A dose is a measured quantity of a medicine, nutrient, or pathogen which is delivered as a unit. The greater the quantity delivered, the larger the dose. Doses are most commonly measured for compounds in medicine. The term is usually applied to the quantity of a drug or other agent administered for therapeutic purposes, but may be used to describe any case where a substance is introduced to the body. In nutrition, the term is usually applied to how much of a specific nutrient is in a person's diet or in a particular food, meal, or dietary supplement. For bacterial or viral agents, dose typically refers to the amount of the pathogen required to infect a host. For information on dosage of toxic substances, see Toxicology. For information on excessive intake of pharmaceutical agents, see Drug overdose.
In clinical pharmacology, dose refers to dosage or amount of dose administered to a person, whereas exposure means the time-dependent concentration (often in the circulatory blood or plasma) or concentration-derived parameters such as AUC (area under the concentration curve) and Cmax (peak level of the concentration curve) of the drug after its administration. This is in contrast to their interchangeable use in other fields.
A ‘dose’ of any chemical or biological agent (active ingredient) has several factors which are critical to its effectiveness. The first is concentration, that is, how much of the agent is being administered to the body at once.
Another factor is the duration of exposure. Some drugs or supplements have a slow-release feature in which portions of the medication are metabolized at different times, which changes the impacts the active ingredients have on the body. Some substances are meant to be taken in small doses over large periods of time to maintain a constant level in the body, while others are meant to have a large impact once and be expelled from the body after its work is done. It's entirely dependent on the function of the drug or supplement.
The route of administration is important as well. Whether a drug is ingested orally, injected into a muscle or vein, absorbed through a mucous membrane, or any of the other types of administration routes, affects how quickly the substance will be metabolized by the body and thus effects the concentration of the active ingredient(s). Dose-response curves may illustrate the relationship of these metabolic effects.
In over-the-counter medicines, dosage is based on age. Typically, different doses are recommended for children 6 years and under, children aged 6 to 12 years, and persons 12 years and older, but outside of those ranges the guidance is slim. This can lead to serial under or overdosing, as smaller people take more than they should and larger people take less. Over-the-counter medications are typically accompanied by a set of instructions directing the patient to take a certain small dose, followed by another small dose if their symptoms don't subside. Under-dosing is a common problem in pharmacy, as predicting an average dose that is effective for all individuals is extremely challenging because body weight and size impacts how the dose acts within the body.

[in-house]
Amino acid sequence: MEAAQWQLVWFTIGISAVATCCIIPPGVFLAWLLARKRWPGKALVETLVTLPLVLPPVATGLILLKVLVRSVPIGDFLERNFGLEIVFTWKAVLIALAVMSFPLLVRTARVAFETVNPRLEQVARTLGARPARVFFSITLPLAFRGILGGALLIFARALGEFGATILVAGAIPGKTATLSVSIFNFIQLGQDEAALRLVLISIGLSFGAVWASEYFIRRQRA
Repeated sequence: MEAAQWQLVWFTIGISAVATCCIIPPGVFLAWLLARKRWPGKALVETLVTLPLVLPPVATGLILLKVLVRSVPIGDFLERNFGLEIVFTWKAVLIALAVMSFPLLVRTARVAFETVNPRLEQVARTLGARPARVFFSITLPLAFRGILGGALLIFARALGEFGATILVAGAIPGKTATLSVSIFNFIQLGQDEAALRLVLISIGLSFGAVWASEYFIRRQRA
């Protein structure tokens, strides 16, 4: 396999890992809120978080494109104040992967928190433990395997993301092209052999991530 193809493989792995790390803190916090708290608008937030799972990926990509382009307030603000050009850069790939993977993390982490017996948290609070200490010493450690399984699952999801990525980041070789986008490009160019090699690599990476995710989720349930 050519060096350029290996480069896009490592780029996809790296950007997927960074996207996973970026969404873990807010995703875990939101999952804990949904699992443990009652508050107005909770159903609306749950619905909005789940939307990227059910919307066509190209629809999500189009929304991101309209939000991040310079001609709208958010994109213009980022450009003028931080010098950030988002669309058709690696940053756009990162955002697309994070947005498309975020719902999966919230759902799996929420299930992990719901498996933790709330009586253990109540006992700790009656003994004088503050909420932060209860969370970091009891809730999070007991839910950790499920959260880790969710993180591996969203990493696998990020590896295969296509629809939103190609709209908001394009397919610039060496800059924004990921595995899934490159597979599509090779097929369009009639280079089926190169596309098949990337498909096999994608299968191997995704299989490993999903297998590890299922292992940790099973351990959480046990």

Prescription drug dosage is based typically on body weight. Drugs come with a recommended dose in milligrams or micrograms per kilogram of body weight, and that is used in conjunction with the patient's body weight to determine a safe dosage. In single dosage scenarios, the patient's body weight and the drug's recommended dose per kilogram are used to determine a safe one-time dose. In drugs where multiple doses of treatment are needed in a day, the physician must take into account information regarding the total amount of the drug which is safe to use in one day, and how that should be broken up into intervals for the most effective treatment for the patient. Medication underdosing occurs commonly when physicians write prescriptions for a dosage that is correct for a certain time, but fails to increase the dosage as the patient needs (i.e. weight based dosing in children, or increasing dosages of chemotherapy drugs if a patient's condition worsens).
Medical cannabis is used to treat the symptoms of a wide variety of diseases and conditions. The dose of cannabis depends on the individual, the condition being treated, and the ratio of cannabidiol (CBD) to tetrahydrocannabinol (THC) in the cannabis. CBD is a chemical component of cannabis that is not intoxicating and used to treat conditions like epilepsy and other neuropsychiatric disorders. THC is a chemical component of cannabis that is psychoactive. It has been used to treat nausea and discomfort in cancer patients receiving chemotherapy treatment. For anxiety, depression, and other mental health ailments, a CBD to THC ratio of 10 to 1 is recommended. For cancer and neurological conditions, a CBD to THC ratio of 1 to 1 is recommended. The correct dosage for a patient is dependent on their individual reaction to both chemicals, and therefore the dosing must be continually adjusted once treatment is initiated to find the right balance.
Calculating drug dosages for treatment for more serious diseases like cancer is commonly done through measuring the Body Surface Area of the patient. There are approximately 25 different formulae for measuring a patient's body surface area, none of them exact. See also Body surface area. Because of the variety of methods to select when determining a patient's body surface area, studies show that choosing the best method for an individual patient is a difficult task, and often a patient receives too much or too little medication based on physical anomalies that don't necessarily fit perfectly with the portfolio of the body surface area.